With textured slide, adjustable rear sights and alloy frame.

Hi-Point® Model C

With nickel slide, adjustable rear sights and alloy frame.

 

The Handgun Collection Part II: Polymer Frames

Hi-Point® Model C

With smooth slide, fixed rear sights and polymer frame.

Hi-Point® Model C

With nickel slide, fixed rear sights and polymer frame.

Hi-Point® Model C

With textured slide, adjustable rear sights and polymer frame.

Hi-Point® Model C9 COMP

With compensator, smooth slide, adjustable rear sights and polymer frame.

Hi-Point® Model C

Nickel slide with adjustable rear sights and polymer frame.

Hi-Point® Model C9 COMP 

With compensator, textured slide, adjustable rear sights and polymer frame.

Hi-Point® C9

Upper serrations on slide.

Hi-Point® C9

Lower serrations on slide (current model as of 07/2019).

Hi-Point® C9 $$$ Gun

Wrapped in hydrographic $100 bill money pattern; only 200 ever made so far.

Hi-Point® JCP-40

Black (current model as of 07/2019).

Hi-Point® JCP-40

OD Green with smooth slide (1999-2000).

Hi-Point® JCP-40

OD Green with textured slide (2014).

Hi-Point® JHP

Black (current model as of 07/2019).

Hi-Point® JHP-45

OD Green with smooth slide (1999-2000).

Hi-Point® JHP-45

OD Green with textured slide (2014).

Hi-Point® CF-380

Black alloy frame; serial number on side of frame ends in a letter.

Hi-Point® CF-380

Gray frame with smooth slide and fixed rear sights.

Hi-Point® CF-380

Gray frame with nickel slide and fixed rear sights.

Hi-Point® CF-380

Gray frame with smooth slide and adjustable rear sights.

Hi-Point® CF-380

Gray frame with textured slide and adjustable rear sights.

Hi-Point® CF-380

Gray frame with nickel slide and adjustable rear sights.

Hi-Point® CF-380 COMP

Gray frame with compensator, textured slide and adjustable rear sights.

Hi-Point® CF-380

Black textured slide with adjustable rear sights (current model as of 07/2019).

Hi-Point® CF-380 COMP

With compensator and adjustable rear sights (current model as of 07/2019).

Hi-Point® C9 YEET CANNON™ G1

Released in third quarter 2019. Not in the Mach-O-Melvin collection.

Hi-Point® YC-9™ / YEET CANNON™

Not yet in production, nor in the Mach-O-Melvin collection. To be released soon!

Handguns available in Woods Camo, Pink Camo, and Desert Digital Camo.

  

The Carbine Collection

Classic 995

Macho-O-Melvin has two

Classic 995

Chrome; Macho-O-Melvin has two.

Classic 995

OD Camo

995TS

Classic 4095

Classic 4095

OD Camo

4095TS

4595TS

Macho-O-Melvin has four.

3895TS

Macho-O-Melvin has two.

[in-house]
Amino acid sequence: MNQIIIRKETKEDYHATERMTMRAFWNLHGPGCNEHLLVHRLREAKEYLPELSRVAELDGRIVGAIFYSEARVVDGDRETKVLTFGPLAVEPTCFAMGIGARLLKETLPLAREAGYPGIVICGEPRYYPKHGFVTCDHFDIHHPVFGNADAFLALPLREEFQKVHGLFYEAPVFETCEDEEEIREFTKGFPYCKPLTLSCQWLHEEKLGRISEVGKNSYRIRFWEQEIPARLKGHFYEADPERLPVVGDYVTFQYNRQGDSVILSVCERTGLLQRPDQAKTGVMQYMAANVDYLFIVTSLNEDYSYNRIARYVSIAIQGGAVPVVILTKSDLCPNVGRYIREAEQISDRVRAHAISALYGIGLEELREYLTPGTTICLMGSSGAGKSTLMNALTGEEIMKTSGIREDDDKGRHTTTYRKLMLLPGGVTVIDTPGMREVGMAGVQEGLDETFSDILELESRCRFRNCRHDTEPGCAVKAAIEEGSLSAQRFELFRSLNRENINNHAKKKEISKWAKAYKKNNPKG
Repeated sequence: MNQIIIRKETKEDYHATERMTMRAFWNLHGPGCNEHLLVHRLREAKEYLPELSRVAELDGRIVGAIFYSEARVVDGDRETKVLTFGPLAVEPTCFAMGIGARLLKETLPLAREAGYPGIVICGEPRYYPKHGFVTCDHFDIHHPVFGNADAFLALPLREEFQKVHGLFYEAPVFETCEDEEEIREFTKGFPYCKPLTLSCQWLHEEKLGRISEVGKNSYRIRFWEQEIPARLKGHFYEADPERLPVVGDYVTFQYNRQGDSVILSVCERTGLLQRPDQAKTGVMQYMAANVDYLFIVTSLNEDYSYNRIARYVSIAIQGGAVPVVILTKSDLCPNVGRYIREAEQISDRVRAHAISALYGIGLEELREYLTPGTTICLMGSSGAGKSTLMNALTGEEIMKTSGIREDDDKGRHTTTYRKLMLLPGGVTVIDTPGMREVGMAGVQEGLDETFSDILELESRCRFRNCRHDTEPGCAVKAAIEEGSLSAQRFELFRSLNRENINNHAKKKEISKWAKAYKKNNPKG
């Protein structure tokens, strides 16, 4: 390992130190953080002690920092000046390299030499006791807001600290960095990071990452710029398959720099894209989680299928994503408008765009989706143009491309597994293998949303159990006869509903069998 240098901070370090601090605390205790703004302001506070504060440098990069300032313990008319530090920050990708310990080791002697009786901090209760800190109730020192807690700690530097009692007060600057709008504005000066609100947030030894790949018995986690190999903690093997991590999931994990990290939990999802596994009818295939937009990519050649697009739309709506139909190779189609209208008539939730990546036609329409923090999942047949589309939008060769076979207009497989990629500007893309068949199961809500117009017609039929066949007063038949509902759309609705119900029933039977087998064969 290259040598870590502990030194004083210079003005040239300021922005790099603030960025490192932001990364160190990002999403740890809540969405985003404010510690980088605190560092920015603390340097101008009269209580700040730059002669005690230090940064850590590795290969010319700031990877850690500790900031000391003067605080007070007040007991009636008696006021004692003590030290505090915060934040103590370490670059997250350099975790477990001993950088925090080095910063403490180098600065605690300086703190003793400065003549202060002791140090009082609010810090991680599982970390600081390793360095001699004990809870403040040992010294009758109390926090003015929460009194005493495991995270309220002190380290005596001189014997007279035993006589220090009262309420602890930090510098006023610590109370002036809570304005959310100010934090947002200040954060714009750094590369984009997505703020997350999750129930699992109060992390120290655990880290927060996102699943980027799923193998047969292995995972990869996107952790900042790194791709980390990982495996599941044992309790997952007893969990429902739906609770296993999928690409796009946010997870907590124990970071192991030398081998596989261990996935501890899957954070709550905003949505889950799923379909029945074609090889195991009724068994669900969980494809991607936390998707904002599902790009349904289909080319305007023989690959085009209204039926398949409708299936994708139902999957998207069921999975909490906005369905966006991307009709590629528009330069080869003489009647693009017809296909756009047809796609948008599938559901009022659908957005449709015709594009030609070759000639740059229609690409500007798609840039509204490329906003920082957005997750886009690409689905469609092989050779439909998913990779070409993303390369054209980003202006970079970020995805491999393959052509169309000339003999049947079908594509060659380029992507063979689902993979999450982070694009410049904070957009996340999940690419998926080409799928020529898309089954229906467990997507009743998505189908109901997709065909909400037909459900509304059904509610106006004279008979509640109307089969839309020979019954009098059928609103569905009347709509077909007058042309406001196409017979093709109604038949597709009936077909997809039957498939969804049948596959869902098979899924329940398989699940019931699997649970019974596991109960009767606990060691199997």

1095TS

Available in both Black and Real Tree Camo. All have threaded barrels.

All model carbines will be available in Black, Woods Camo, Pink Camo, Desert Digital Camo, FDE and OD finishes with threaded barrels.

Disclaimer: After January 2015 the following guns were manufactured in Woodland Camo, Desert Digital, Pink Camo, OD Green, and Faded Dark Earth (FDE): 3895TS, 995TS, 4095TS, and the 4595TS. These are not part of Mach-O-Melvin’s Carbine Collection.

 

When asked about his favorite gun, Mach-O-Melvin, grinning from ear to ear, doesn’t hesitate.

He proudly holds up his one and only The Commemorative Tom Deeb Gun, a custom carbine which he himself designed in collaboration with Hi-Point® headquarters, Mike Strassell’s family, Jerry Arpaio with Longshot Manufacturing (who custom made the plaque for the gun), friends from the factory, Tom Deeb’s family, and several other individuals who sought to honor Tom Deeb’s legacy by assisting Mach-O-Melvin in bringing to life this important, celebratory gun to honor one of the great names behind the brand.

He thanks the above-mentioned names for supporting him in his collection efforts, including Thing Meister Fabrication and the many, many great friends of the industry who aided in his efforts to track down such a large collection of rare Hi-Point® models and attempt at piecing together the otherwise undeveloped history behind the brand. To learn more, he says to visit him online at his Hi-Point® History 101 Facebook forum where fans can ask questions and learn more about how each gun in the collection was acquired.

Some may wonder what’s in store for the robust collection of not just Hi-Point® firearms, but Hi-Point® history, accumulated as a result of many, many hours of hard work and research…

When we asked, Mach-O-Melvin shared that his ultimate dream would be to “see the collection on display at the Hi-Point® headquarters in Mansfield, Ohio.”

 

For Hi-Point®’s very own Babe Ruth, we hope to one day make this dream a reality.